do not change much with all predictors, stop

Model Selection Using Akaike Information

Criterion

• Even when the predictors are not good

• You need to penalize the number of parameter models

• Instead of directing using

Logistic regression – Motivation

• E.g. the response is a categorical variable

• When response variables are binary, a new method “generalized linear model” is used

• Two step modeling:

• Step 1: model the response as a random variable, following a distribution (say binomial or Poisson)

• Step 2: model the parameters of the distribution as function of the predictors

Email Data Revisited

Modeling the Probability for the Response

• When the response is two-level categorical variable (e.g. Yes or No), logistic regression model can be used to model the response

• We denote as the response variable. takes two values 0 and 1.

• We denote the probability of having value of 1 as

( = Pr = 1 .

Model the Event Probability as Functions of

the Predictors

• A GLM-based multiple regression model usually takes the form ,-./012-3 ( = + + + 44

• The transformation can be the logit function

logit ( = log (

• GLMs using logit as link function is called logistic regression

log (

1 − (

0.0 0.2 0.4 0.6 0.8 1.0

-6 -4

-2 0

2 4

Interpret the Coefficients I

• The parameters estimated in logistic regression models can be used to estimate the probability of the response variables:

• Example: in the Email dataset, regressing variable 7(.3 on the variable ,2_39:,;(:< , we obtain

log (

1 − (

= −2.12 − 1.81 × ,2_39:,;(:<

• Question: What is the probability of a given email being a spam?

Interpreting the Coefficients II

( = exp −2.12 − 1.81 × ,2_39:,;(:<

1 + exp −2.12 − 1.81 × ,2_39:,;(:<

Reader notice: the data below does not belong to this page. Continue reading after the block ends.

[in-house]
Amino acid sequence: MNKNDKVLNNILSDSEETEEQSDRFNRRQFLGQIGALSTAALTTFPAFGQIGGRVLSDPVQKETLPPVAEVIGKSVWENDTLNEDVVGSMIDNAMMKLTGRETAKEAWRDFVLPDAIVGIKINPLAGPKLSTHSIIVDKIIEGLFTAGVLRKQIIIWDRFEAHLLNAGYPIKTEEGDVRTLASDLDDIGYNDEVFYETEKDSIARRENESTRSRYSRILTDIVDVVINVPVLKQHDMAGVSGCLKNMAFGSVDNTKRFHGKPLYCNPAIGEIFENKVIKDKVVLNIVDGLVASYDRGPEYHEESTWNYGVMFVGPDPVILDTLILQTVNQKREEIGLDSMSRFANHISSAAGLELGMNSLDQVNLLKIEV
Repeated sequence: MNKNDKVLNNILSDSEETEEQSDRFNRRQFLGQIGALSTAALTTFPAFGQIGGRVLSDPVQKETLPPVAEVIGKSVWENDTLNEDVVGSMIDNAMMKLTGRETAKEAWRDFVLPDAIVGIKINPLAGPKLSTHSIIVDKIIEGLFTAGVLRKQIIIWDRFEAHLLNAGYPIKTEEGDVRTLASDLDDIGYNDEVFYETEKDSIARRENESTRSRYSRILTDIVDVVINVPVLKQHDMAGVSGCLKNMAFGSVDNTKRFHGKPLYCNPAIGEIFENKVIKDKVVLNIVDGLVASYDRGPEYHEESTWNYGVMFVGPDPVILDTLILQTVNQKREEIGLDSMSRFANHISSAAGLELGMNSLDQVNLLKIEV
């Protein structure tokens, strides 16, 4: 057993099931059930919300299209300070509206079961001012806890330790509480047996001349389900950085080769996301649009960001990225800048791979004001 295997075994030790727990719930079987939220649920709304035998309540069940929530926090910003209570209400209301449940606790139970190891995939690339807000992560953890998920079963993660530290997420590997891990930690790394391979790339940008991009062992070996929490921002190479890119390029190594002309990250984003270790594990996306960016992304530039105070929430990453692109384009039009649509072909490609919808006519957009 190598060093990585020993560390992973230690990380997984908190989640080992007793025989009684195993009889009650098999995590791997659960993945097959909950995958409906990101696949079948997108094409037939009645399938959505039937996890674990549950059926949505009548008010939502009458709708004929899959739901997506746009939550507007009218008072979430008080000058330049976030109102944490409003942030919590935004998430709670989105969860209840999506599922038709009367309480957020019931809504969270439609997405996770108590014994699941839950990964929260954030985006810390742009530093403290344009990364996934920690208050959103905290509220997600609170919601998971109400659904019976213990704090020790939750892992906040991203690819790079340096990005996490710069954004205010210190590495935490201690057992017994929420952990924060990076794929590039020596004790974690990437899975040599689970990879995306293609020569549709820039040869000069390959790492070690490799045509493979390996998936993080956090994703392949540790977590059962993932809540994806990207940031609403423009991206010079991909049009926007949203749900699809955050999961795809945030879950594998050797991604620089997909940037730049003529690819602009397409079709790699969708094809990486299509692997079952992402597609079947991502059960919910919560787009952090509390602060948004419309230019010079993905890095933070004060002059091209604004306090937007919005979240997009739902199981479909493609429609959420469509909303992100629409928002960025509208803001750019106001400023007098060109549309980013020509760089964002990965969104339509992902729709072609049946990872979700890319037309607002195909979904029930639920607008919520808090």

• What is the predicted probability for an email being spam if it is sent to multiple users?

Interpreting the Coefficients III

• How to interpret the parameter estimates from logistic regression model:

• The coefficient estimates represent log odds ratio:

What is an odds: D = Pr = 1 = 1 / Pr = 0 = 1 D = Pr = 1 = 0 / Pr = 0 = 0

What is an odds ratio: D = D/D

Odds ratio

FG = +

• D = HI

HJ = exp

• log D =

A Tabular View of Odds Ratio

• The odds ratio can be calculated by the quotient of the product of diagonal element over the product of the off-diagonal element:

K = L K = M

Practical Exercise:

data=read.table('email.txt',header=T,sep='\t');

classification?

• Similar to multiple linear regression, multiple logistic regression models can be performed to incorporate multiple predictors

log (

1 − (

Email Data: Multiple Predictors • Include addition predictors into the model

summary(glm(spam ~ to_multiple + cc + image + attach + winner + dollar,family='binomial',data=data))

Call:

dollar, family = "binomial", data = data)

Deviance Residuals:

Coefficients:

(Intercept) -2.12767 0.06176 -34.450 < 2e-16 ***

to_multiple -2.01934 0.30788 -6.559 5.42e-11 ***

cc 0.01770 0.02102 0.842 0.399659

image -4.98117 2.11866 -2.351 0.018718 *

attach 0.72125 0.11335 6.363 1.98e-10 ***

winneryes 1.88412 0.29818 6.319 2.64e-10 ***

dollar -0.07626 0.02018 -3.779 0.000157 ***

---

(Dispersion parameter for binomial family taken to be 1)

Null deviance: 2437.2 on 3920 degrees of freedom

Residual deviance: 2271.5 on 3914 degrees of freedom

AIC: 2285.5